US President Donald Trump continues to challenge almost all the traditional assumptions about America’s international relations. Consider, for example, his most recent remarks that the European Union might be America’s most important adversary. A day before he met Russian President Vladimir Putin in Helsinki, Trump put the European Union — whose members are some of America’s oldest allies and friends — at the top of the list of America’s foes. Asked by a TV interviewer to name America’s most important foe, Trump started with the European Union.
“Well, I think we have a lot of foes,” Trump began. “I think the European Union is a foe, what they do to us is in trade. Now, you wouldn’t think of the European Union, but they’re a foe. Russia is foe in certain respects. China is a foe economically, certainly they are a foe. But that doesn’t mean they are bad… It means that they are competitive,” Trump concluded. His outburst against the EU might be shocking, but it is part of an emerging pattern. Trump quarelled with America’s leading economic partners in the G-7 summit last month on issues relating to trade. At the summit of the world’s most powerful military alliance — the North Atlantic Treaty Organisation — last week, Trump accused Germany of being “totally controlled by Russia”.
He said Germany was paying billions of dollars in a gas deal with the Russians, when American tax payers are paying more than their fair share in defending Berlin against Russia. Trump warned the NATO allies that if they did not contribute more to the collective defence burden, America would go its own way. Travelling to London soon after, Trump, sought to undermine the British Prime Minister Theresa May at a moment when she was battling Brexit hardliners in her own party and the tough EU terms of separation. He also seemed to support May’s rival in the Conservative Party, Boris Johnson, who recently quit as the foreign secretary.
As he stomped through Europe in the last few days, Trump’s list of political demolitions turned out to be breathtaking. One is the so-called special relationship between America and Britain. For nearly a century, the Anglo-American partnership has been the strongest bilateral relationship in the world. Two, he is threatening to dismantle NATO, the world’s most powerful military alliance. Three, despite the huge resistance at home and in Europe, Trump seems determined to enhance the engagement with Putin’s Russia. Fourth, he is sustaining the pressure on EU and China to change the terms of economic engagement with the United States.
For many in India, it is tempting to align with Trump’s critics, at home in America and his allies in Europe and denounce the US president’s disruptions. Delhi’s focus must instead be on understanding the new turbulence unleashed by Trump. Trump is widely seen as an aberration in US politics. There is much hope that things will return to normal after he departs the scene. May be or may be not.
The fact is Trump’s opposition to globalisation, open borders and foreign military interventions have always had some resonance on the left and right of the American political spectrum. Trump has emerged as the utterly unanticipated political instrument to channel these sentiments into direct confrontation with the old order.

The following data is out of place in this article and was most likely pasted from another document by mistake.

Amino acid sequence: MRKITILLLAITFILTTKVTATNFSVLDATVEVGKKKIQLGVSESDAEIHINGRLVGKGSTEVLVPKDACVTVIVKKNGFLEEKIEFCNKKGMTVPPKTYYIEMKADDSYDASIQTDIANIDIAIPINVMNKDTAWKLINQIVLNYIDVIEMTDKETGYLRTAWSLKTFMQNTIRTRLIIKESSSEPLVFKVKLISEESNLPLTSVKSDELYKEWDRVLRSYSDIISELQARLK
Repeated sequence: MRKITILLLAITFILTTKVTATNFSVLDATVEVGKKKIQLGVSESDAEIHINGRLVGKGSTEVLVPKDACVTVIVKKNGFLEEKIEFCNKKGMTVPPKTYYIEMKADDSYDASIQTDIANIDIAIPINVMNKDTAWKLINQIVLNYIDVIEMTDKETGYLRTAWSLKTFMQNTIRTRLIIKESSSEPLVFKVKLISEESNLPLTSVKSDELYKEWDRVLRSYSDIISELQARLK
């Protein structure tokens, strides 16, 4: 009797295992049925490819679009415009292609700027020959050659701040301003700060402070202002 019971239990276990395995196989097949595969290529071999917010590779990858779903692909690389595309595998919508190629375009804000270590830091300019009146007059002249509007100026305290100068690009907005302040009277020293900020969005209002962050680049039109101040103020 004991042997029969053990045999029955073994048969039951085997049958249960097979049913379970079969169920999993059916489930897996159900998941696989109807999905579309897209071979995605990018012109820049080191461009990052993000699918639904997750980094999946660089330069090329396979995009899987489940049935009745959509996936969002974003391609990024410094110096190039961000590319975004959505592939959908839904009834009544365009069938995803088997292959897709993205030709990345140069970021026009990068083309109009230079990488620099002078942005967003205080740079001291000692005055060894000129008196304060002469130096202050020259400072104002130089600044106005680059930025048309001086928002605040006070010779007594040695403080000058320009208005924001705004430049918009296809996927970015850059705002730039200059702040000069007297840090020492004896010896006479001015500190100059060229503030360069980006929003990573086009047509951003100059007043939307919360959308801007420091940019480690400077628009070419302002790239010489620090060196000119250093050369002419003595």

Trump is compelling India to rethink its longstanding foreign policy assumptions — and not not just those that Delhi adopted after the Cold War. The consensus on economic globalisation and a relative harmony among the major powers — which defined the post Cold War era — is now breaking down.
The tensions between the US and Russia and Moscow’s deepening embrace of Beijing have certainly created problems for India. As a late convert to economic globalisation, India will have much to lose, if the current trading order breaks down.
India will need a more transactional — a pejorative word in India’s diplomatic lexicon — approach to deal with the Trump effect. Claiming that it is “WTO compliant” is a poor strategy when the big boys are changing the trading rules. Delhi needs a flexible negotiating strategy founded in a more ambitious internal reform agenda.
Equally important is the need for India to come to terms with Trump’s deconstruction of the “West”. It is rarely that a dominant power seeks to overthrow the status quo. Trump is doing precisely that in questioning the utility of the collective Western institutions built after the Second World War and demanding a re-arrangement of burdens and benefits between the US and its partners.
Through the 20th century, India’s foreign policy has been shaped by the impulse to stand up against the West — initially against colonialism and later against Western security alliances. In the 21st century, India’s efforts to construct closer relations with the US, have been slowed by the presumed political centrality of retaining “strategic autonomy” from the West.
In Trump’s world, the contradictions within the West are becoming sharper than ever before. Obsession with “strategic autonomy” makes little sense when the post-War geopolitical categories are breaking down. As in the economic domain, so in the political, India’s diplomatic emphasis must be transactional.
Delhi must avoid conflict with the powers with which it has serious disputes. It also needs to lift self-imposed limits on security cooperation with the powers that are ready to boost India’s material power. In these troubled times, transactional diplomacy, and not political posturing, holds the key to achieving India’s ambitious national goals.
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